Here is a summary of how to answer the question:

  1. Compliment the company by acknowledging what they do, how they are perceived in the marketplace, why they are special, and add how the firm is specifically important and meaningful to you.
  2. Match-up your skills, experience, academic background, and personality to the job description. Then, express how your background, skills, and experience are relevant to the job, will enable you to succeed within the organization, and make the hiring manager’s work life easier.
  3. Discuss why the company would be a great fit for you.
  4. Explain why the role resonates with you.
  5. Share why you believe that this job will help you grow and advance your career.
  6. Cite examples of how you will help the company.
  7. Give your best sales pitch.

As an example, here is a brief summary of how I would sell myself for a position as the “Head of Compliance, Legal, Audit, Risk Recruiting for the United States division of  a top-European based firm” if asked,  “Why do you want this job?”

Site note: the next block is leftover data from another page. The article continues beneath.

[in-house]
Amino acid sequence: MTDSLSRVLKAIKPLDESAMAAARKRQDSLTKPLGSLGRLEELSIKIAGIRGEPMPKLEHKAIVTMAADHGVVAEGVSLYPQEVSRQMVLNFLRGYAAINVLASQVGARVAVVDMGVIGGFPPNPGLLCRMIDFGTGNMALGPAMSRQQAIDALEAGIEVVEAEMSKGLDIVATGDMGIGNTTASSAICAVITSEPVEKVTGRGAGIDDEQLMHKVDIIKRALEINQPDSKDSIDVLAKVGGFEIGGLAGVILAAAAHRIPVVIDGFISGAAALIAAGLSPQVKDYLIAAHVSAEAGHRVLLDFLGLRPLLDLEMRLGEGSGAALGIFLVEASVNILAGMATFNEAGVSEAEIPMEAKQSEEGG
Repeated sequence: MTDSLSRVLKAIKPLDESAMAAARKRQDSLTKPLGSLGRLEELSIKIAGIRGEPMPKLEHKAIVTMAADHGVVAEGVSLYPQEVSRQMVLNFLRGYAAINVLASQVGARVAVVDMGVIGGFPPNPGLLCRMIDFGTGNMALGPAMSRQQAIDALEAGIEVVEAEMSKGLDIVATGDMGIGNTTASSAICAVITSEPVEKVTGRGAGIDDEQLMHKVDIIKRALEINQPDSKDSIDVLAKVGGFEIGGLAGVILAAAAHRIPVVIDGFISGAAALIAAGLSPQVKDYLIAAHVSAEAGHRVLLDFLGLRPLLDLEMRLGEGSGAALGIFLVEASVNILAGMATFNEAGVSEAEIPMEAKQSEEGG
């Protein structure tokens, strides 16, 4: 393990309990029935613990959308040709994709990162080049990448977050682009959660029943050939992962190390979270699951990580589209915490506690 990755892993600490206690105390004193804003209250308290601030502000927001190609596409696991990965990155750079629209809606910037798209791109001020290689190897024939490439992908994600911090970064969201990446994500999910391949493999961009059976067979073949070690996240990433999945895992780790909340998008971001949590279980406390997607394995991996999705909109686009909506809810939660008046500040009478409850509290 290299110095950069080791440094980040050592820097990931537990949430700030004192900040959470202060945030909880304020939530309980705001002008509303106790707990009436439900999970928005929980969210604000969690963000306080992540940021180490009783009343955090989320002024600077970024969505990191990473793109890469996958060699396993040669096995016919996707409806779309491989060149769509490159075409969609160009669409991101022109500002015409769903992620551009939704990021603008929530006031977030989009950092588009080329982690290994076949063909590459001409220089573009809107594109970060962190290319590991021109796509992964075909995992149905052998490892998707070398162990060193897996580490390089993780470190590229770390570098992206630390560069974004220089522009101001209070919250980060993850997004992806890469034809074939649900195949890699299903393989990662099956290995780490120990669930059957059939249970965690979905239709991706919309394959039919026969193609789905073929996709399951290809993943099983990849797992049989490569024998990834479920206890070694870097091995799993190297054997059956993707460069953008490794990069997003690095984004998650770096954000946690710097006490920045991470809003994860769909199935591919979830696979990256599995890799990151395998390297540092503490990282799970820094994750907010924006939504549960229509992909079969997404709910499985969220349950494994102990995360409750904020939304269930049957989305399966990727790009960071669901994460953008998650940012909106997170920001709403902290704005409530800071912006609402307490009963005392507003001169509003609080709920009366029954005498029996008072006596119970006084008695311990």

I understand that you seek a Recruiting Manager for your US offices. While I have not been actively looking  for a new job, this  opportunity was brought to my attention by an employee of your company.

 

                After conducting extensive research about your firm, I was very impressed with your amazing international  growth, particularly in the Compliance, Legal, Audit, Risk and Anti-Money Laundering space, which I specialize in.